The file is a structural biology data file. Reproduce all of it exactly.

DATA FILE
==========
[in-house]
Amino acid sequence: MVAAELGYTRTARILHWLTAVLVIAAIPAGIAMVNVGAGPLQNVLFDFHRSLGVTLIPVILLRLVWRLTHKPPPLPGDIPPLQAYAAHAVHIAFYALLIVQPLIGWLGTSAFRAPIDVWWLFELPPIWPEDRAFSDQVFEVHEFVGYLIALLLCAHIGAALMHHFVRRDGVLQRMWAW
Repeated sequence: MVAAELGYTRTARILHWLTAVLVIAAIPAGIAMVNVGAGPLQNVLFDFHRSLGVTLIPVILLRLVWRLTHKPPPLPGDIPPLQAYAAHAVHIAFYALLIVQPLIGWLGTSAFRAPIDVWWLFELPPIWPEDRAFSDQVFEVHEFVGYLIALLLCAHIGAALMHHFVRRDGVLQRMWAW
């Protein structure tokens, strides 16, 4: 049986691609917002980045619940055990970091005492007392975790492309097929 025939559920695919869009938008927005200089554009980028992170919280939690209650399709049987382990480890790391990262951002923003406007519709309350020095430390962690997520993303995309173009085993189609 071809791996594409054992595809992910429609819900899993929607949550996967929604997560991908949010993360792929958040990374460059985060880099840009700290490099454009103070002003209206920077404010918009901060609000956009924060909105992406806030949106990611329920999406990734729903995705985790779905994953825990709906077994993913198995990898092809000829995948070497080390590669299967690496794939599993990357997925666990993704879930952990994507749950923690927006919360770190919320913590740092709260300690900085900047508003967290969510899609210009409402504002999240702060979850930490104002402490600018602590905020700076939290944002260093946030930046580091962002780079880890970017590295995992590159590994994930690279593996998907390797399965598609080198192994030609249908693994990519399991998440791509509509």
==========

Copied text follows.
[in-house]
Amino acid sequence: MVAAELGYTRTARILHWLTAVLVIAAIPAGIAMVNVGAGPLQNVLFDFHRSLGVTLIPVILLRLVWRLTHKPPPLPGDIPPLQAYAAHAVHIAFYALLIVQPLIGWLGTSAFRAPIDVWWLFELPPIWPEDRAFSDQVFEVHEFVGYLIALLLCAHIGAALMHHFVRRDGVLQRMWAW
Repeated sequence: MVAAELGYTRTARILHWLTAVLVIAAIPAGIAMVNVGAGPLQNVLFDFHRSLGVTLIPVILLRLVWRLTHKPPPLPGDIPPLQAYAAHAVHIAFYALLIVQPLIGWLGTSAFRAPIDVWWLFELPPIWPEDRAFSDQVFEVHEFVGYLIALLLCAHIGAALMHHFVRRDGVLQRMWAW
């Protein structure tokens, strides 16, 4: 049986691609917002980045619940055990970091005492007392975790492309097929 025939559920695919869009938008927005200089554009980028992170919280939690209650399709049987382990480890790391990262951002923003406007519709309350020095430390962690997520993303995309173009085993189609 071809791996594409054992595809992910429609819900899993929607949550996967929604997560991908949010993360792929958040990374460059985060880099840009700290490099454009103070002003209206920077404010918009901060609000956009924060909105992406806030949106990611329920999406990734729903995705985790779905994953825990709906077994993913198995990898092809000829995948070497080390590669299967690496794939599993990357997925666990993704879930952990994507749950923690927006919360770190919320913590740092709260300690900085900047508003967290969510899609210009409402504002999240702060979850930490104002402490600018602590905020700076939290944002260093946030930046580091962002780079880890970017590295995992590159590994994930690279593996998907390797399965598609080198192994030609249908693994990519399991998440791509509509």